The innovative approach is not surprising since Sundance was the first film festival to feature VR in 2012. And while the technology is likely not the future of all film, it's definitely blazing a path that 3D was unable to secure. Services like Netflix have mainstreamed watching movies alone, so the solitary experience of VR is not a barrier to its acceptance. And the immersive experience can be emotionally transformative, especially in films that make the viewer the protagonist, likeDefrost, or that place them in a situation that evokes empathy, like Waves of Grace. Check out the slideshow for the movies you should put on your VR queue.
The episodic narrative series "Defrost," directed by Randal Kleiser ("Grease," "Blue Lagoon"), which put the viewer into a story from the perspective of a woman who’s been cryogenically frozen for 30 years and has just woken up and is re-meeting her family, who have all aged three decades while she was frozen, is one of the best uses of a sense of presence and empathy in VR I’ve seen to date in this emerging storytelling format.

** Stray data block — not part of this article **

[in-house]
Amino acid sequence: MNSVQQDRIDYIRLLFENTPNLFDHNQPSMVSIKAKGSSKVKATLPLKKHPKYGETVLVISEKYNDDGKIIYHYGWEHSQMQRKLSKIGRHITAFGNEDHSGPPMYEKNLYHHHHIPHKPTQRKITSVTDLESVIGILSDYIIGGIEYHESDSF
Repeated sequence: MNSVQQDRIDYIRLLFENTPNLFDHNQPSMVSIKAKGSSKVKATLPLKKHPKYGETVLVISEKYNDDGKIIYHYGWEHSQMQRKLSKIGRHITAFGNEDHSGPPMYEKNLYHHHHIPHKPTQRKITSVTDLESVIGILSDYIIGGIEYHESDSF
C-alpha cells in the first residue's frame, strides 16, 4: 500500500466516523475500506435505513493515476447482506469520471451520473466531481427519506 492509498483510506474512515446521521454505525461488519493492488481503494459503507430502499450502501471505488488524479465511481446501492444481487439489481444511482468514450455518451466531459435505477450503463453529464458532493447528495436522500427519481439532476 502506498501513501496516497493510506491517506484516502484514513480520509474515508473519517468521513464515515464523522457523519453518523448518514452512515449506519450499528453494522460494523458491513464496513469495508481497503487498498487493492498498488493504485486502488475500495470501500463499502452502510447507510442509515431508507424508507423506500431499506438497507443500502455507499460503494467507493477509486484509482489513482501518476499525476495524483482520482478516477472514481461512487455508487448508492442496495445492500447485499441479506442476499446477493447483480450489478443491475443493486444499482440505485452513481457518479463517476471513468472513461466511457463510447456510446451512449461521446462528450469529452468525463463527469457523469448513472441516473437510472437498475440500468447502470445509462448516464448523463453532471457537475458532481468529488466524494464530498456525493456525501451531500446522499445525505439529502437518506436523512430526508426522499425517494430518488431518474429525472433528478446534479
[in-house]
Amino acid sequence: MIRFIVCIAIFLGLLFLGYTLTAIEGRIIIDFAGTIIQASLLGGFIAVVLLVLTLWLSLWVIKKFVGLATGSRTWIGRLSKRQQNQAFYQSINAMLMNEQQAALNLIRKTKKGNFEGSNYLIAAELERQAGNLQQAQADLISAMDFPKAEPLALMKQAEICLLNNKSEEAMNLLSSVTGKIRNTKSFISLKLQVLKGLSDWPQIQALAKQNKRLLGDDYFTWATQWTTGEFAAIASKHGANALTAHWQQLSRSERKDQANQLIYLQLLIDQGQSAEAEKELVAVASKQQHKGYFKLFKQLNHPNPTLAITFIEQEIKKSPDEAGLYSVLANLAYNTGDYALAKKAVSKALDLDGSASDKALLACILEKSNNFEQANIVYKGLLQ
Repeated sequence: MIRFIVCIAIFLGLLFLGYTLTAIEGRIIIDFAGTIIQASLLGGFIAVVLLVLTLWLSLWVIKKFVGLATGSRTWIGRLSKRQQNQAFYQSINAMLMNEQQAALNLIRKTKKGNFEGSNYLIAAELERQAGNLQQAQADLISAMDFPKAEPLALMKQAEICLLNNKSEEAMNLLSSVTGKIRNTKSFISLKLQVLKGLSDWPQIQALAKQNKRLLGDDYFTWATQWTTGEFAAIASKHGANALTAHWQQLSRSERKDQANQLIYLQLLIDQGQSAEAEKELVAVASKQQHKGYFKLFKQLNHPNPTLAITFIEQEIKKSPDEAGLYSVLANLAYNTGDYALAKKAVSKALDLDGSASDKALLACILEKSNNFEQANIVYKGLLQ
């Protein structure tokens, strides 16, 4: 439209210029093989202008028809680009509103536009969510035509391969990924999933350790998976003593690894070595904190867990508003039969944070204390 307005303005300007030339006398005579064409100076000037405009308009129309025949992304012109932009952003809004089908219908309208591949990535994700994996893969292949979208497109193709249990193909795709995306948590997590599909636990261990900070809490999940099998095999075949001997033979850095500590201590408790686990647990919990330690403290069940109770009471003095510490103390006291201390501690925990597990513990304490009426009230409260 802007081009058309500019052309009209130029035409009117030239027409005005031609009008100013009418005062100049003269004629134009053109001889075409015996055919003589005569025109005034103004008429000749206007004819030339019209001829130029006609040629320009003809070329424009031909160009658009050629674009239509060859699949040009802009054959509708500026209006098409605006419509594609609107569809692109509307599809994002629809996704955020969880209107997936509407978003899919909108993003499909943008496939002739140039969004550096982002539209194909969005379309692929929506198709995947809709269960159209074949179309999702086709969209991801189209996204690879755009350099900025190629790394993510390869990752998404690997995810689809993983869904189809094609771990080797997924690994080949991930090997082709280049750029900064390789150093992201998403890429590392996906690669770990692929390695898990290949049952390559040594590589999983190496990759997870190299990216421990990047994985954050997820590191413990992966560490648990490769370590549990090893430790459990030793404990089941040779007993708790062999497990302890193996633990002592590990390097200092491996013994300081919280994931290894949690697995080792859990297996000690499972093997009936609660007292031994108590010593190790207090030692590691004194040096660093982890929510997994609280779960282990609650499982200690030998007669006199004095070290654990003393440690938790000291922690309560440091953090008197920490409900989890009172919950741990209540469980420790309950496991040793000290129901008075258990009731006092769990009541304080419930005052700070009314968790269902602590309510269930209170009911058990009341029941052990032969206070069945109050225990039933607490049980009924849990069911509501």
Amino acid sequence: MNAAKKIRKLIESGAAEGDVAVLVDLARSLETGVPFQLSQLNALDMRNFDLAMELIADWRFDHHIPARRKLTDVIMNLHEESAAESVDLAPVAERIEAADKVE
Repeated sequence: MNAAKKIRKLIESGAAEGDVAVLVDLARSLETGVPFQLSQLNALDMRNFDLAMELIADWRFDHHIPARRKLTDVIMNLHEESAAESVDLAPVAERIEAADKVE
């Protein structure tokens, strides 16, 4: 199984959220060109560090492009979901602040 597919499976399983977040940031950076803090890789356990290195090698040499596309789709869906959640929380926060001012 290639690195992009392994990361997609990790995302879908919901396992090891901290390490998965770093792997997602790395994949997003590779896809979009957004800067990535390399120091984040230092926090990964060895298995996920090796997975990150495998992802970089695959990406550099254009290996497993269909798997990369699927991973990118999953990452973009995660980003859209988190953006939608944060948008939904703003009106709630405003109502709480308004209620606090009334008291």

Defrost is a live-action Gear VR series particularly notable for its pedigree. It’s directed by Randal Kleiser of Grease and The Blue Lagoon, and its cast includesRocky’s Carl Weathers and character actor Bruce Davison. It’s also got a great core idea: you inhabit a woman awoken from a cryogenic slumber in a sci-fi world with a sinister underbelly. But that idea feels far bigger than what Defrost has time to explore. The pilot lasts just long enough to establish the premise, and a couple of installments later your grandson is matter-of-factly explaining that he is an evil robot. That’s a lot to parse in an 12-part series that will probably be shorter than a single episode of Game of Thrones.
Of my 21 VR experiences, the one that came the closest to a full-on VR narrative was Randal Kleiser's Defrost (with Tanna Frederick). Kleiser, famous as the director of the film Grease, brought a filmic sensibility to his piece that began with the casting of talented and recognizable actors (Carl Weathers and Bruce Davison to start). It's a simple first person narrative about a woman who awakens from cryogenic sleep to find her grown children surrounding her. Not much happens, but this is (quite obviously) just the first part of a multi-part series and points to potential for a real story. Defrost is a non-interactive (i.e. pre-rendered) 360 video piece that runs on the Gear VR. This simplest of setups may be one of the secrets to its narrative success.